The Dullest Business Process Could be a Winner in the Automation Contest | Sherpas in Blue Shirts

In my last post “The Automation Technology Starter Question,” I provided some guidelines on where to start on selecting business process automation technologies. In this post I cover the topic of what business process to automate when starting out on a Proof of Concept (PoC). This question is easier to answer for organizations that have specific requirements or pain points. Other organizations aiming to simply increase operational efficiency would have many more candidate processes. Whether your organization is in the first or the second group, the dullest of your dreariest business processes could be the winner of the automation contest. The difference between the two groups is the range of processes to choose from. The first group of organizations would have to find the process from among the known problem areas while the second group would need to do the same form a larger portfolio.

Definition of Dull

A dull process is highly repetitive – the sort that drives staff into a zombie state of mind on a daily basis leading to high attrition rates. This could include:

  • Simple but large data entry workloads such as order processing
  • More complex and still repetitive tasks such as those that involve checking a number of systems and updating the same pieces of data and status information in all of them, e.g. ,notifications of customer change of circumstance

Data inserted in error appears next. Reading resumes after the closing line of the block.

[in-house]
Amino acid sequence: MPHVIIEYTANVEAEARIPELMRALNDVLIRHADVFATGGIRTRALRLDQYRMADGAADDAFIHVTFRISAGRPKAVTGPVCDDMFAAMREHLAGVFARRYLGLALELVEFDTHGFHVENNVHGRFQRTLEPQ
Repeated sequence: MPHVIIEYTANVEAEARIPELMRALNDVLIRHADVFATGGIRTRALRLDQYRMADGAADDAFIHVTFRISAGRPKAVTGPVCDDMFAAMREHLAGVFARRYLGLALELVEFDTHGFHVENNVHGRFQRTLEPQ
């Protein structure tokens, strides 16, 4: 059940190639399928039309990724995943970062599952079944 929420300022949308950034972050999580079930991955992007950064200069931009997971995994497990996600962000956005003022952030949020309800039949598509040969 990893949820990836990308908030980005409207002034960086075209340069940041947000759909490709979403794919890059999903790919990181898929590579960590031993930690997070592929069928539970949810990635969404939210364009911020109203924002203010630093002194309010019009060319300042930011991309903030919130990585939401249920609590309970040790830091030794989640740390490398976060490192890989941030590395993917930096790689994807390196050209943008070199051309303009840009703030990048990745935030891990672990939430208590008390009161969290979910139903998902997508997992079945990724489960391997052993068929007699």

The swivel chair is another good indicator for a process needing automation (if not deeper system integration) – when a crick in the neck from turning from one screen to another comes as part of the job.

Dull process examples

Most organizations have these, and I have no doubt that they will all be automated in the next few years. Examples include:

  • Processing of insurance information such as premium advice notes
  • Changing customers from one mobile/cell phone plan to another
  • Entering orders placed on the web into an order processing system.

Getting staff on-board

While the threat of job losses as a result of automation is real, there continues to be a shortage of skills and experience in many parts of the world. In many organizations, automation can enable staff to move upward or across to other and more interesting processes. Identifying opportunities for staff early will help to successfully implement change. Some of the most successful deployments include those that had their staff on-board from the beginning. These have seen automations become part of the team.

Again, when it comes to an automation PoC, let process dullness be your guide.

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